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GIS’s Roots in CartographyPowerPoint Presentation

GIS’s Roots in Cartography

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Organizing Data and Information

- Information can be organized as lists, numbers, tables, text, pictures, maps, or indexes.
- Clusters of information called data can be stored together as a database.
- A database is stored in a computer as files.

The GIS Database

- In a database, we store attributes as column headers and records as rows.
- The contents of an attribute for one record is a value.
- A value can be numerical or text.

Value

Value

Value

Record

Value

Value

Value

Record

Value

Value

Value

Flat File DatabaseAttribute

Attribute

Attribute

The GIS Database (ctd)

- Data in a GIS must contain a geographic reference to a map, such as latitude and longitude.
- The GIS cross-references the attribute data with the map data, allowing searches based on either or both.
- The cross-reference is a link.

Cartography and GIS

- Understanding the way maps are encoded to be used in GIS requires knowledge of cartography
- Cartography is the science that deals with the construction, use, and principles behind maps
- A map is a depiction of all or part of the earth or other geographic phenomenon as a set of symbols and at a scale whose representative fraction is less than one to one

Measuring the Ellipsoid

- Oblate ellipsoid predicted by Newton
- French Academy of sciences sent expeditions to Lapland and Peru (now in Ecuador) to measure the length of a degree along a meridian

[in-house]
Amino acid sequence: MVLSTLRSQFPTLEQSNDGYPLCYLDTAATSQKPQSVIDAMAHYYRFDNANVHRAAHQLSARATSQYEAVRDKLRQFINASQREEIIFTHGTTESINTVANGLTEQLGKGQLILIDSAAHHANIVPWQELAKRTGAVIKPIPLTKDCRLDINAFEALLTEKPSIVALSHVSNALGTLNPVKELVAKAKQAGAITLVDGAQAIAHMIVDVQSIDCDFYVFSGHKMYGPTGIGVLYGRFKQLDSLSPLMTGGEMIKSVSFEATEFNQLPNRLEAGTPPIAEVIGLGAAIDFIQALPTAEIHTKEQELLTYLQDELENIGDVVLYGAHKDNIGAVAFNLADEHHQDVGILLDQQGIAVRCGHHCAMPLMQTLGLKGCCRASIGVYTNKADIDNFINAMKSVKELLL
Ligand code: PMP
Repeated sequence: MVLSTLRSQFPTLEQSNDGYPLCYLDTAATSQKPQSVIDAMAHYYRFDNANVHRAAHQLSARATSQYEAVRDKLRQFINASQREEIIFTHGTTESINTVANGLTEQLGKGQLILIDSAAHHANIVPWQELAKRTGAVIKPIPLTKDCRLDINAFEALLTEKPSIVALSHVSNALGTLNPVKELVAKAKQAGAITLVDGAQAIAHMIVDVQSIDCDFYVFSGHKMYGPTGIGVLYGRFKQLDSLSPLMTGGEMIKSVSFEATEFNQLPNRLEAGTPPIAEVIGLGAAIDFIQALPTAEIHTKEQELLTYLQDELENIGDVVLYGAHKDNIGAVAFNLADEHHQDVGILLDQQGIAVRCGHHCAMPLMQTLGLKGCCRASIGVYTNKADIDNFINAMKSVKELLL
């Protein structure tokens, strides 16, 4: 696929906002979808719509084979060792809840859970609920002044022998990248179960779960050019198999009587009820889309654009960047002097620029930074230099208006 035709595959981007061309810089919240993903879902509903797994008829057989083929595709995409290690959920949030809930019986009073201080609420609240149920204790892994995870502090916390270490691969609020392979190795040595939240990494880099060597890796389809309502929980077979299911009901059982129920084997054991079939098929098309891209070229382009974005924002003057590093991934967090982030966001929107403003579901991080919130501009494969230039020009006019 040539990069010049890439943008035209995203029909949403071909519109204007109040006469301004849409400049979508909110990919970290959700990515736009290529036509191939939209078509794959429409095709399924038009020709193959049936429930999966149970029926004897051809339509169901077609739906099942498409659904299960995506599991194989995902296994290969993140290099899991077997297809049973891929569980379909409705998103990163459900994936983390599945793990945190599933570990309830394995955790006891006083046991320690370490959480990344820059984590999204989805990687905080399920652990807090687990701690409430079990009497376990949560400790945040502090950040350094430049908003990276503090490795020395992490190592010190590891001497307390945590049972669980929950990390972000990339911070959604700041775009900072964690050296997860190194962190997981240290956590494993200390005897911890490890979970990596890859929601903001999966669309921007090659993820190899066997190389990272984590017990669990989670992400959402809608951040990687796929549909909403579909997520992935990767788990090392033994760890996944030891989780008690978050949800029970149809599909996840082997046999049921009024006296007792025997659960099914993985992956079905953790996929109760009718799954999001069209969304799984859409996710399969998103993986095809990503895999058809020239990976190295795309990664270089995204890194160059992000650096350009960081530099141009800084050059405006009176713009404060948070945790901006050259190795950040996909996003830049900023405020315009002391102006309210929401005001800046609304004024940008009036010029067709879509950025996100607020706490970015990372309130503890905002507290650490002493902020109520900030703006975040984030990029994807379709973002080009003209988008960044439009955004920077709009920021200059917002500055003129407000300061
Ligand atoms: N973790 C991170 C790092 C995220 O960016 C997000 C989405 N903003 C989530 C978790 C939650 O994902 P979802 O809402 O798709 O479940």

- La Condamine sent to Mitad del Mundo
- Moreau de Maupertius sent to Tornio River Valley

Measuring the Ellipsoid (ctd)

- Maupertius reported a meridian degree as 57,437.9 toises (1 toise = 1.949 m)
- Meridian degree at Paris was 57,060 toises
- Concluded Earth was flatter at poles
- Measures were erroneous but conclusions were correct
- Published as “La Figure de la Terre” (1738)

Maupertius’s Map

- River Tornio in modern Finland
- 14.3 km base line laid out on the ice
- Anders Celsius, Swiss physicist, was a member, and had suggested solution by direct measurement

The Spheroid and Ellipsoid

- The sphere is about 40 million meters in circumference.
- An ellipsoid is an ellipse rotated in three dimensions about its shorter axis.
- The earth's ellipsoid is only 1/297 off from a sphere.
- Many ellipsoids have been measured, and maps based on each. Examples are WGS84 and GRS80.

The Datum

- An ellipsoid gives the base elevation for mapping, called a datum.
- Examples are NAD27 and NAD83.
- The geoid is a figure that adjusts the best ellipsoid and the variation of gravity locally.
- It is the most accurate, and is used more in geodesy than GIS and cartography.

Map Scale

- Map scale is based on the representative fraction, the ratio of a distance on the map to the same distance on the ground.
- Most maps in GIS fall between 1:1 million and 1:1000.
- A GIS is scaleless because maps can be enlarged and reduced and plotted at many scales other than that of the original data.
- To compare or edge-match maps in a GIS, both maps MUST be at the same scale and have the same extent.
- The metric system is far easier to use for GIS work.